This page contains information about total hip resurfacing. If any questions remain unanswered please ask your doctor or specialist.
Several states of joint damage which cause pain and stiffness are defined as arthritis.
Osteoarthritis is one of the most common forms which causes on-going deterioration to the joints. Some forms of this condition also cause soreness and swelling.
In time arthritis can cause cartilage and joint damage.
Pain killers, i.e. paracetamol, and anti-inflammatory pills, i.e. ibuprofen, can help reduce these two conditions. Dietary supplements taken on the advice of your doctor may also offer some relief.
Walking aids, from walking sticks to shoe-risers, can help with mobility which is important because keeping moving reduces stiffness.
Steroid injections into the hip joint may also be offered to help reduce symptoms.
Unfortunately, as the arthritis gets worse, none of these treatments remain as effective.
How surgery helps
Successful total hip replacement surgery can provide reduced pain and more mobility.
Hip resurfacing – can be an alternative to a hip replacement as it is a less invasive operation and recovery time is quicker. It involves removing the upper surfaces of two areas of bone – the femur (thigh bone) and the cavity in the pelvis where the femur sits. A metal surface replaces the bone, so instead of bone on bone the end result is metal on metal. The procedure requires relatively strong bones, so it is not suitable for people over 65 or women who have gone through the menopause.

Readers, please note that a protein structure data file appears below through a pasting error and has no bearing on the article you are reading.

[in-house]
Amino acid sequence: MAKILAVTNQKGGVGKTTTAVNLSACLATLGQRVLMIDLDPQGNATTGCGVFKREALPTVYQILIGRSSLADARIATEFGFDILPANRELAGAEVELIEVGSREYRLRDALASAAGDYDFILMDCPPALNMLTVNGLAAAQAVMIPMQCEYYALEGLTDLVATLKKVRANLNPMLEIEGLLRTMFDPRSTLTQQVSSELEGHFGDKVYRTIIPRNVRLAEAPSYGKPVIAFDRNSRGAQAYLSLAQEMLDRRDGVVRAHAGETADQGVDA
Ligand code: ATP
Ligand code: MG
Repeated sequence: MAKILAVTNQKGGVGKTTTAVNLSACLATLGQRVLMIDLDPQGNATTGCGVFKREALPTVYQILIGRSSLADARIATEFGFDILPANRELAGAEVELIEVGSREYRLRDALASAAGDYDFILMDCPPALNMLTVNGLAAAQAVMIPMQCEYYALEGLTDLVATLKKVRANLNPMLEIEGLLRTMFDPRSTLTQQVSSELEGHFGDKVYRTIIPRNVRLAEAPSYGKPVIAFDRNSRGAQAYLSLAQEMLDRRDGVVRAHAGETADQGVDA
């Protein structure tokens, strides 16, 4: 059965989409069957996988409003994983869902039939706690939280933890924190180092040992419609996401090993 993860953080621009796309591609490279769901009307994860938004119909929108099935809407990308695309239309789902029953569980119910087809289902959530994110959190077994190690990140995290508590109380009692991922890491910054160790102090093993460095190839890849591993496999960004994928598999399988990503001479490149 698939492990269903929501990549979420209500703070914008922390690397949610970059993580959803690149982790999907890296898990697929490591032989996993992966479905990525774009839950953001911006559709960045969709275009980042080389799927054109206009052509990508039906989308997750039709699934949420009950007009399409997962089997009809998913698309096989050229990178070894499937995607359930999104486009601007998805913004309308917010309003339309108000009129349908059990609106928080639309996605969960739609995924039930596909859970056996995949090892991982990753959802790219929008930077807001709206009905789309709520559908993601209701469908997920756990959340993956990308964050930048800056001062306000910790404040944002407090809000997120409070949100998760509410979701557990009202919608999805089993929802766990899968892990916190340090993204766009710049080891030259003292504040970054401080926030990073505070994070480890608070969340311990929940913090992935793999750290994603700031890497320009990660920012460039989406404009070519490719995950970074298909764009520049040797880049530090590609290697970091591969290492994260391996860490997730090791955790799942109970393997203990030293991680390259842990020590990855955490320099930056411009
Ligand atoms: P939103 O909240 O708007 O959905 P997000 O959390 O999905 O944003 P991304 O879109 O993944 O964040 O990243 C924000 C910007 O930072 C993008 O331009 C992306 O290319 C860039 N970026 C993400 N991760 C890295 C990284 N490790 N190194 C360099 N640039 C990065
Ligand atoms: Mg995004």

Problems that might occur
• Infection of the wound
• Difficulty urinating
• Infection of the chest
• Blood clots
• Heart attack
Specific side effects
• Infection of the hip
• Damage to the nerve
• Difference of leg lengths
• Damage to blood vessels
Time to recover
Hospital recovery is expected to take three to seven days. Once discharged, you will still need to use crutches or similar for a short while.
Regular exercise will ensure the best recovery but do consult your doctor about the type of exercise.
Whilst there are some obvious causes for hip joint arthritis (injury or rheumatoid arthritis), sometimes no obvious reason is present. Hip resurfacing can relieve sufferers of pain and mobility problems. However the procedure requires relatively strong bones, so it is not suitable for people over 65 or women who have gone through the menopause.
We look forward to hearing from you to discuss your needs and see how we can get you the best treatment, quickly and affordably.
Please contact us for further information about treatments not listed here